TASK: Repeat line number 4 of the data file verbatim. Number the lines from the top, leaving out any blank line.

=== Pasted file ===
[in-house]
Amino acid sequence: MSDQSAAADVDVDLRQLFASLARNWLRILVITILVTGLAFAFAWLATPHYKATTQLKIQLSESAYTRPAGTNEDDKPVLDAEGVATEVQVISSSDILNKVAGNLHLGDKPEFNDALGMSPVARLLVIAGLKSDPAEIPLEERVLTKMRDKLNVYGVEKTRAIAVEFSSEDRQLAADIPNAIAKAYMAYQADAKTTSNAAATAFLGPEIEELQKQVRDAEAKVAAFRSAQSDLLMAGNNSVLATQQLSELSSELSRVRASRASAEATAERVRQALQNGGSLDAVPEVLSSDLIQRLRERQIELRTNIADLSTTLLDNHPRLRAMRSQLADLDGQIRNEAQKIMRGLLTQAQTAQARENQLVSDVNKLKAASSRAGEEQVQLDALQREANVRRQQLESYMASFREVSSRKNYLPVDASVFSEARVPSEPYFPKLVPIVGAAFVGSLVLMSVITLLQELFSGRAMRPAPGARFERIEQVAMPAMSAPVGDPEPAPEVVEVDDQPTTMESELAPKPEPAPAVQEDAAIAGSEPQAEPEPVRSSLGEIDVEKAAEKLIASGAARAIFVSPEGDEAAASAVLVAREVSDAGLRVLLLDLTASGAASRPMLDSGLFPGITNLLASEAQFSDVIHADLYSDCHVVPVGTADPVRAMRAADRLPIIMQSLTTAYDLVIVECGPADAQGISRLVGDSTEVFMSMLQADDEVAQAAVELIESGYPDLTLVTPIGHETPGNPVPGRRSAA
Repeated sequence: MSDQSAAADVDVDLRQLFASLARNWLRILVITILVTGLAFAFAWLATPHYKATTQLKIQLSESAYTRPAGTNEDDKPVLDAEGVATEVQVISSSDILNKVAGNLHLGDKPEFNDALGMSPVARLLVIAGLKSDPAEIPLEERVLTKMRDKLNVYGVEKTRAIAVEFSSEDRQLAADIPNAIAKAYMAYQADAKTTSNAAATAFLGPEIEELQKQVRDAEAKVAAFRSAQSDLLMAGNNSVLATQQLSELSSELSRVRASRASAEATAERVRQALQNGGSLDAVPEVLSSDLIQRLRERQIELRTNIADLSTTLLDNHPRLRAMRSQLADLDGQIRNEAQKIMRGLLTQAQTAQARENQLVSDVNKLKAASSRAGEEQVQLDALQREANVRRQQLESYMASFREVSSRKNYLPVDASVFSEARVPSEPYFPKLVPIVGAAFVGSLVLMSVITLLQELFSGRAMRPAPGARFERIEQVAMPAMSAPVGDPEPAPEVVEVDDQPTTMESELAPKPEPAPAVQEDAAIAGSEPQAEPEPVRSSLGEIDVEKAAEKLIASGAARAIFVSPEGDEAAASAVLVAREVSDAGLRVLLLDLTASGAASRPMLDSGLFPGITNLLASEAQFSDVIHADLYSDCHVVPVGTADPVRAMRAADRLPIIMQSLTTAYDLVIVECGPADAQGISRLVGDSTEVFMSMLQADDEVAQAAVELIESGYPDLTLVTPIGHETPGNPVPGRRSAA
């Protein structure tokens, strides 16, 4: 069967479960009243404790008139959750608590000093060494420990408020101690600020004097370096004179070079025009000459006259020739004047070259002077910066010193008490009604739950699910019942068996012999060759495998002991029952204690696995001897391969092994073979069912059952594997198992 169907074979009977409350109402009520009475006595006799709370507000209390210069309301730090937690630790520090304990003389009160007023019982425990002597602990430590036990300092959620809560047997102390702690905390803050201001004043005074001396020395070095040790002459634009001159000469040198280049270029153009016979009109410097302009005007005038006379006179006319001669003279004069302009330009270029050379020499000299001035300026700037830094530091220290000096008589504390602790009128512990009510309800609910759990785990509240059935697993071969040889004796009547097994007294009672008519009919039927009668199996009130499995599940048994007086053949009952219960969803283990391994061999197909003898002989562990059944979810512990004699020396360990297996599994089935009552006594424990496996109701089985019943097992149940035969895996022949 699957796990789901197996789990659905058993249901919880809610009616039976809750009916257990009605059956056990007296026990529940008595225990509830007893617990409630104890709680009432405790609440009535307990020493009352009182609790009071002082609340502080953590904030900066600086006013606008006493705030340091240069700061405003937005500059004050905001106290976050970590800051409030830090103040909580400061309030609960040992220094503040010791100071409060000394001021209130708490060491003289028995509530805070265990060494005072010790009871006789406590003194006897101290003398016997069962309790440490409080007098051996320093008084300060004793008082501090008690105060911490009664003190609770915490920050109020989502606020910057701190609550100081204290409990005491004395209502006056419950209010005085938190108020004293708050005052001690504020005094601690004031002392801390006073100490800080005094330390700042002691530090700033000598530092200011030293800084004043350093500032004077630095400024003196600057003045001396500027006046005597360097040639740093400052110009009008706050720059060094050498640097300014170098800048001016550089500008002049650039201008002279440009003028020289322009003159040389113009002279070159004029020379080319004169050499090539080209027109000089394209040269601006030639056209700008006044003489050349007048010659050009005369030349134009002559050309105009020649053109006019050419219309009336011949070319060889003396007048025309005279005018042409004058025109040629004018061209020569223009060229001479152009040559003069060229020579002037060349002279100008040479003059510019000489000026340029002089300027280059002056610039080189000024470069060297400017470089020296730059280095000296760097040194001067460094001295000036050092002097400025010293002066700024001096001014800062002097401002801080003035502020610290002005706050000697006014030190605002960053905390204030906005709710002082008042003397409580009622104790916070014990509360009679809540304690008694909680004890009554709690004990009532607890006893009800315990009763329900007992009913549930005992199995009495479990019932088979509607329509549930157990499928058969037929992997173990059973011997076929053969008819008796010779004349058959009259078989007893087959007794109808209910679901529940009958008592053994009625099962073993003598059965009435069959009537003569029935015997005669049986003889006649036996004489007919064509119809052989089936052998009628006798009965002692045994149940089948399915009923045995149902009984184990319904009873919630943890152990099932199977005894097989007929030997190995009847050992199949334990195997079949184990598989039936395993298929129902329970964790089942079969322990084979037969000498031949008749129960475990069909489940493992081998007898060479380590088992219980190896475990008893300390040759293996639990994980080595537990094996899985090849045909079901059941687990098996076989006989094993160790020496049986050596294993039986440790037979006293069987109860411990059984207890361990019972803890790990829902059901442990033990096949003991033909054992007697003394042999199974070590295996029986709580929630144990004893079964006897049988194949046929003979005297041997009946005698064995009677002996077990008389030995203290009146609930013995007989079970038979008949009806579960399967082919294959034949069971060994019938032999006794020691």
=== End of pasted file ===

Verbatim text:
């Protein structure tokens, strides 16, 4: 069967479960009243404790008139959750608590000093060494420990408020101690600020004097370096004179070079025009000459006259020739004047070259002077910066010193008490009604739950699910019942068996012999060759495998002991029952204690696995001897391969092994073979069912059952594997198992 169907074979009977409350109402009520009475006595006799709370507000209390210069309301730090937690630790520090304990003389009160007023019982425990002597602990430590036990300092959620809560047997102390702690905390803050201001004043005074001396020395070095040790002459634009001159000469040198280049270029153009016979009109410097302009005007005038006379006179006319001669003279004069302009330009270029050379020499000299001035300026700037830094530091220290000096008589504390602790009128512990009510309800609910759990785990509240059935697993071969040889004796009547097994007294009672008519009919039927009668199996009130499995599940048994007086053949009952219960969803283990391994061999197909003898002989562990059944979810512990004699020396360990297996599994089935009552006594424990496996109701089985019943097992149940035969895996022949 699957796990789901197996789990659905058993249901919880809610009616039976809750009916257990009605059956056990007296026990529940008595225990509830007893617990409630104890709680009432405790609440009535307990020493009352009182609790009071002082609340502080953590904030900066600086006013606008006493705030340091240069700061405003937005500059004050905001106290976050970590800051409030830090103040909580400061309030609960040992220094503040010791100071409060000394001021209130708490060491003289028995509530805070265990060494005072010790009871006789406590003194006897101290003398016997069962309790440490409080007098051996320093008084300060004793008082501090008690105060911490009664003190609770915490920050109020989502606020910057701190609550100081204290409990005491004395209502006056419950209010005085938190108020004293708050005052001690504020005094601690004031002392801390006073100490800080005094330390700042002691530090700033000598530092200011030293800084004043350093500032004077630095400024003196600057003045001396500027006046005597360097040639740093400052110009009008706050720059060094050498640097300014170098800048001016550089500008002049650039201008002279440009003028020289322009003159040389113009002279070159004029020379080319004169050499090539080209027109000089394209040269601006030639056209700008006044003489050349007048010659050009005369030349134009002559050309105009020649053109006019050419219309009336011949070319060889003396007048025309005279005018042409004058025109040629004018061209020569223009060229001479152009040559003069060229020579002037060349002279100008040479003059510019000489000026340029002089300027280059002056610039080189000024470069060297400017470089020296730059280095000296760097040194001067460094001295000036050092002097400025010293002066700024001096001014800062002097401002801080003035502020610290002005706050000697006014030190605002960053905390204030906005709710002082008042003397409580009622104790916070014990509360009679809540304690008694909680004890009554709690004990009532607890006893009800315990009763329900007992009913549930005992199995009495479990019932088979509607329509549930157990499928058969037929992997173990059973011997076929053969008819008796010779004349058959009259078989007893087959007794109808209910679901529940009958008592053994009625099962073993003598059965009435069959009537003569029935015997005669049986003889006649036996004489007919064509119809052989089936052998009628006798009965002692045994149940089948399915009923045995149902009984184990319904009873919630943890152990099932199977005894097989007929030997190995009847050992199949334990195997079949184990598989039936395993298929129902329970964790089942079969322990084979037969000498031949008749129960475990069909489940493992081998007898060479380590088992219980190896475990008893300390040759293996639990994980080595537990094996899985090849045909079901059941687990098996076989006989094993160790020496049986050596294993039986440790037979006293069987109860411990059984207890361990019972803890790990829902059901442990033990096949003991033909054992007697003394042999199974070590295996029986709580929630144990004893079964006897049988194949046929003979005297041997009946005698064995009677002996077990008389030995203290009146609930013995007989079970038979008949009806579960399967082919294959034949069971060994019938032999006794020691």